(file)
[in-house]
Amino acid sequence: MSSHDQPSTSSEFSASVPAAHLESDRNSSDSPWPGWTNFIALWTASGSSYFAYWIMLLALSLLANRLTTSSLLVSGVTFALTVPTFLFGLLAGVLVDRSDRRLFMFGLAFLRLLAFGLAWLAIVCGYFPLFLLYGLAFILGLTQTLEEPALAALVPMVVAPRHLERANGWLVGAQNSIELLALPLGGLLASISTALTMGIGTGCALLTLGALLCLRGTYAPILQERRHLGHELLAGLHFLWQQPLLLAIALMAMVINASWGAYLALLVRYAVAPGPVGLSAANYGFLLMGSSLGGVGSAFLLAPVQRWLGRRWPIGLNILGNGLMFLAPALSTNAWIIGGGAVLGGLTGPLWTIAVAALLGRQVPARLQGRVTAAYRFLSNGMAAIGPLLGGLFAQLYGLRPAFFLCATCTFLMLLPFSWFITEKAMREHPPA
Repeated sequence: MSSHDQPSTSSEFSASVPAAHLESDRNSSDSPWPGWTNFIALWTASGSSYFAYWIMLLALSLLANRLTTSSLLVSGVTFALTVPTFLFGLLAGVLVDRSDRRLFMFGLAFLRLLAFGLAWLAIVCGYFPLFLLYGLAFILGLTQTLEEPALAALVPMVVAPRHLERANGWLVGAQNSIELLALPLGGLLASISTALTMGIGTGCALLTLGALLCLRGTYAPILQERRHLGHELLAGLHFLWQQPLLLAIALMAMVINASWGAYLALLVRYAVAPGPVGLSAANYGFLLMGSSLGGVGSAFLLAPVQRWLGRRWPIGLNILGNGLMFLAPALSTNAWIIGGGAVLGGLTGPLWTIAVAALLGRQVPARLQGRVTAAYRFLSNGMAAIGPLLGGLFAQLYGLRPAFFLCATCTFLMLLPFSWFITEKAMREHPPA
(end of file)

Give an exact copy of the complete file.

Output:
[in-house]
Amino acid sequence: MSSHDQPSTSSEFSASVPAAHLESDRNSSDSPWPGWTNFIALWTASGSSYFAYWIMLLALSLLANRLTTSSLLVSGVTFALTVPTFLFGLLAGVLVDRSDRRLFMFGLAFLRLLAFGLAWLAIVCGYFPLFLLYGLAFILGLTQTLEEPALAALVPMVVAPRHLERANGWLVGAQNSIELLALPLGGLLASISTALTMGIGTGCALLTLGALLCLRGTYAPILQERRHLGHELLAGLHFLWQQPLLLAIALMAMVINASWGAYLALLVRYAVAPGPVGLSAANYGFLLMGSSLGGVGSAFLLAPVQRWLGRRWPIGLNILGNGLMFLAPALSTNAWIIGGGAVLGGLTGPLWTIAVAALLGRQVPARLQGRVTAAYRFLSNGMAAIGPLLGGLFAQLYGLRPAFFLCATCTFLMLLPFSWFITEKAMREHPPA
Repeated sequence: MSSHDQPSTSSEFSASVPAAHLESDRNSSDSPWPGWTNFIALWTASGSSYFAYWIMLLALSLLANRLTTSSLLVSGVTFALTVPTFLFGLLAGVLVDRSDRRLFMFGLAFLRLLAFGLAWLAIVCGYFPLFLLYGLAFILGLTQTLEEPALAALVPMVVAPRHLERANGWLVGAQNSIELLALPLGGLLASISTALTMGIGTGCALLTLGALLCLRGTYAPILQERRHLGHELLAGLHFLWQQPLLLAIALMAMVINASWGAYLALLVRYAVAPGPVGLSAANYGFLLMGSSLGGVGSAFLLAPVQRWLGRRWPIGLNILGNGLMFLAPALSTNAWIIGGGAVLGGLTGPLWTIAVAALLGRQVPARLQGRVTAAYRFLSNGMAAIGPLLGGLFAQLYGLRPAFFLCATCTFLMLLPFSWFITEKAMREHPPA